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Back to cycle riding, finally got a Wing!
One of the great things about the 1200 is the fact that with the help of many of the great guys on this web site, you can do many of those repair things yourself. Last year I had a head gasket leaking. I thought life was over as far as riding. With the help of the guys on here, I was able to replace both head gaskets myself, and I learned a ton about my bike in the process.

You mentioned brake calipers. They come off with a few basic hand tools, and there are inexpensive kits to rebuild them yourself. Water pump, brake pads, cooling system, etc are all manageable with some patience and time to learn.

As far as tires. I have taken to ordering tires online. I just ordered a new E3 for the back for $130 delivered to my door. The front is even less. Great tires too...makes the GL1200 handle like a cruiser. I don't have a tire machine or tire tools, but my local dealer will mount a tire for about $20. Not cheap, but less than buying a tire machine. I do remove the wheels and take them to the shop. The front is a breeze, that back is a little work, mostly taking stuff off, but is a nice Saturday project.

It's all in what you want. If you want a newer bike, go for the 1500 or even 1800. But stuff wears out on them too. And they are not as easy to work on as the 1200. Plus, the 1200 has become a "Classic".....and it is one beautiful machine. To each his own..........

Good luck.........
A rainy day off beats a sunny day at work any time..................
#16 07-04-2010, 12:35 PM,
I was building models at age 8. I have been turning a wrench since age 9. The 1200 allows me to exercise both hobbies and I save mechanics fees to boot. My bike sat for two years and it has taken as long to get it street worthy and secure my confidence. Timing belts are last on the long, long list of items needing attention. $1500 for the bike and approximately $300 for a variety of parts and I saved on the labor. I am keeping a list of parts and services and will calculate the labor value when I am done. Labor is what is expensive but the knowlege to perform all services rings in the halls of this forum. Very, VERY smart folks have put this forum together and are MORE THAN WILLING to share their knowledge, expertise and boost YOUR confidence to a level which will allow you to perform maintenence and then some, on your GL1200. Technique, tools, alternate part sources and comedy are all readily available here.

For me, the 1200 has enough body work to be efficient, yet the entire bike is not covered up. The 1200 is a motor-cycle. You can see the motor, you can see the cycle. A full bodied bike, to me, is equivelant to a car, wheels and body, no motor-cycle.

New requires little maintenance, while old needs more attention. Older requires even more attention/(resources) and it is easy to 'dump' a ton of $.
You know your budget and your circumstances. Read the threads, lose the sleep and make your decision.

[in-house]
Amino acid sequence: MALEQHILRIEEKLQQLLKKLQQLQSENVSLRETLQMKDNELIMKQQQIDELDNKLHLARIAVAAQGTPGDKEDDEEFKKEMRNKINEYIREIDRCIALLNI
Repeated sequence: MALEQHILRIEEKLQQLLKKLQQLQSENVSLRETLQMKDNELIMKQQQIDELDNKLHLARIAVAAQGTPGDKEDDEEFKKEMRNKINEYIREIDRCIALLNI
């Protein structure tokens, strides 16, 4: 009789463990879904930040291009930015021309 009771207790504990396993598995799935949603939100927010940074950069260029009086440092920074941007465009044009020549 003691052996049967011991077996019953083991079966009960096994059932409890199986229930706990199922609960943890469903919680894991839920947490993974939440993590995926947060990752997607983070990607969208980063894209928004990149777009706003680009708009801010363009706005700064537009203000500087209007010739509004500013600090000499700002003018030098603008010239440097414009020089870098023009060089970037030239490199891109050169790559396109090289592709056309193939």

enjoying the view from the saddle....... due mainly to the people and information found within this site
#17 07-08-2010, 10:45 PM,
Thanks for your posts guys, very helpful. I am still loving this bike and I really think I'd need to sit on this machine for a good year or two anyway to be sure it would be the right move to make a change. Of course, getting near a good used 1800 is twice the cost of keeping my wing in good repair, so it seems good to stay put. I am not really mechanical, but I may take some risks this winter and turn a wrench if I can find a heated garage just for some fun.

Gas mileage jumped to 34mpg with a couple of tanks of seafoam, so that's way better. The rest will just have to come incrementally.

Do you think rebuilding carbs is very tough? My repair shop says $600 and I'm wondering if that would make the bike feel like she's coming alive with more power? Your experience?
[Image: Goldwing%202010.jpg]
#18 07-09-2010, 07:34 AM,
Like anything new, there will be some level of uncertainty.
Servicing the carburetors will always make a difference in performance. What is included in the rebuild? What parts will be replaced or reused? Regardless, if you do this yourself, you will save on their labor.
Carburetor rebuilding isn’t difficult, just time consuming to do it correctly.
This site has tons of advice on carburetor rebuilding and Randakk’s site has master kits using premium parts to rebuild (<!-- m --><a class="postlink" href=""></a><!-- m -->)
as well as step by step instructions. (<!-- m --><a class="postlink" href=""> ... Manual.htm</a><!-- m -->)

Items NOT to forget:
fuel filter replacement – these gas tanks can create small flakes of rust which can restrict fuel flow
air filter replacement – it may look good, but if it is restricting air flow due to dirt, your bike will run rich
o-rings under the intakes – if these do not seal properly, an air leak will cause the bike to run lean and may even cause a back fire on deceleration
vacuum hose integrity – the one off #4 carburetor is important for overdrive, all others affect engine performance like on our cars
synchronizing the carburetors after rebuilding – this site recently started a roaming synchronizer tool program so you can borrow the set then pass it on to the next user. I have a set of Mercury gauges.

Like I stated, rebuilding is not difficult, just take your time and be thorough. The above links and this site will always be here to assist.

After all, we all have an ongoing affair with our two-wheeled friends.
enjoying the view from the saddle....... due mainly to the people and information found within this site
#19 07-09-2010, 08:12 AM,

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